Pont dans le jardin de Monet is a work of exceptional beauty and historical significance. Although subsequently dated by the artist "1900", both Daniel Wildenstein and Paul Hayes Tucker agree that it was in fact painted in 1895. It is thus one of the earliest works Monet made of his garden at Giverny and possibly the first.
Monet moved to Giverny in 1883 when it was a small town of a mere 279 inhabitants. Initially he rented a house there, but when the opportunity arose in 1890, he bought the property for 22,000 francs, "certain of never finding a better situation or more beautiful countryside," as he wrote to his friend and dealer Paul Durand-Ruel. Upon purchasing the house, Monet immediately began tearing up its grounds in order to replace the kitchen garden with a flower garden. All his life, Monet had been a passionate gardener, but never before had he enjoyed the means to fulfill this passion completely. In 1893, when the adjacent property went up for sale, Monet immediately purchased it and applied to the local government "to install a prise d'eau in order to provide enough water to refresh the pond that I am going to dig on the land that I own, for the purpose of cultivating aquatic plants." Although his plans involved diverting water from the Seine--and despite initial resistance from the other residents of Giverny--construction went quickly, and by the fall Monet had converted nearly 1,000 square meters into a lily-pond ringed by a variety of flowers, trees and bushes. He continued to improve and add to the garden throughout the rest of his life, especially in the expansions of 1901 and 1910. Monet thought of his water garden as eastern in character, in contrast to the more traditional, western flower garden by the house. He accented the eastern character of the water garden by building a foot bridge in Japanese style, and by planting bamboo, ginkgo trees, and Japanese fruit trees around the pond. Monet was partly inspired by Japanese prints (fig. 1), but above all, he wanted the oriental character of the bridge to add to the impression that the garden was exotic, timeless, otherworldly.
Indeed, the serene beauty of the water garden had a magical quality; to enter the garden was to enter another world. As one visitor reported in 1901:
"This is the famous water-lily garden, with its little green Japanese bridge spanning the ornamental lake surrounded by willows and other trees, either fancifully shaped or rare. When the sunlight plays upon the waters, it resembles--damascened as it is with the water lilies' great round leaves, and encrusted with the precious stones of their flowers--the masterwork of a goldsmith who has melded alloys of the most magical metals" (quoted in C. Stuckey, Monet, A Retrospective, New York, 1985, pp. 221-222).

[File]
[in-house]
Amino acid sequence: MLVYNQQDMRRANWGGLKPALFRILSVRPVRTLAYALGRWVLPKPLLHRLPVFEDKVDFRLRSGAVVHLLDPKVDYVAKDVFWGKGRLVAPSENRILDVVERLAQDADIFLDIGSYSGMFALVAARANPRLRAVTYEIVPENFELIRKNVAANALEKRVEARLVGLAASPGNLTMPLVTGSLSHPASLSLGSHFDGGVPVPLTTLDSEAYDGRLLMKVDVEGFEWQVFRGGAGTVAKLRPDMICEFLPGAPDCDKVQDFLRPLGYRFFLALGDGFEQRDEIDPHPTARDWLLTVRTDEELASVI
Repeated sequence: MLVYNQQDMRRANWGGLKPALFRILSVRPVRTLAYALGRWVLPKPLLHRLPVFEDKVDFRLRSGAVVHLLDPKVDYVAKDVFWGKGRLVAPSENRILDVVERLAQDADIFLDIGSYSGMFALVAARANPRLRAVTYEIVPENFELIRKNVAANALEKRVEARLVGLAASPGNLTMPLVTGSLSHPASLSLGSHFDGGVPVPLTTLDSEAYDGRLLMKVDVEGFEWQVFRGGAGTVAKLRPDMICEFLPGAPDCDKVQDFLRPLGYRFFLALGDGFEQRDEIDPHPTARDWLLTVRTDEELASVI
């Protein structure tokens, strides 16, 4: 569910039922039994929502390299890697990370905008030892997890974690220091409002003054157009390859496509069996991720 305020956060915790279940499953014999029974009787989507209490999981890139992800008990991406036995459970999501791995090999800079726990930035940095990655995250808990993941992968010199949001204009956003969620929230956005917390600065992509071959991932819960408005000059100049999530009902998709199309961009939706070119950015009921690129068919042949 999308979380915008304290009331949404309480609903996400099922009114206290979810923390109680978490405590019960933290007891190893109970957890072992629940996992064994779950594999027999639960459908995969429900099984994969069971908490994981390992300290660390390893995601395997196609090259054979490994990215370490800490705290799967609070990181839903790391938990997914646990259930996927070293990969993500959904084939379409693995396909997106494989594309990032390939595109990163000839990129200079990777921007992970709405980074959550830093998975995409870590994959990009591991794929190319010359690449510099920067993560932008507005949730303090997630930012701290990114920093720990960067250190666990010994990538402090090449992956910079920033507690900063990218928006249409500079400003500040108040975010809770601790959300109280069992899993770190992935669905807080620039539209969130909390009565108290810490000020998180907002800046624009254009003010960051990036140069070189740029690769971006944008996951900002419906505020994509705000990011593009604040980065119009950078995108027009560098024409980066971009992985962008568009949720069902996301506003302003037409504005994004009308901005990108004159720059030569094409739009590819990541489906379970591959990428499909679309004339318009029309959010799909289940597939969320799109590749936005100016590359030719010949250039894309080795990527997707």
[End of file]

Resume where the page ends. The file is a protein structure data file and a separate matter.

And another visitor said,
"You enter the aquatic garden over an arched bridge covered with wisteria in June--the fragrance is so heavy that it is like going through a pipe of vanilla. The clusters of white and mauve . . . fall like fanciful grapes in the water, and the passing breeze harvests the aroma" (quoted in R. Gordon and A. Forge, Monet, New York, 1988, p. 213).
Monet created this garden in part to be a subject for painting. Indeed, in his building application to the town authorities, he stated that he wanted to grow aquatic plants that would provide "something agreeable and for the pleasure of the eyes and for the purpose of having subjects to paint" (quoted in P. Tucker, op. cit., p. 16).
Furthermore, as John Rewald has noted:
"The colors of the floating lilies, the sprouts of the bamboo, the undulations of the willow branches were his to determine, so that they could present him with the pictorial elements he desired. Indeed, the waterlily pond was built especially to provide Monet with an endless series of subjects which, with all but obsessional single-mindedness, he devoted the rest of his life" (J. Rewald, The Gardens at Giverny, New York, 1983, pp. 9-10).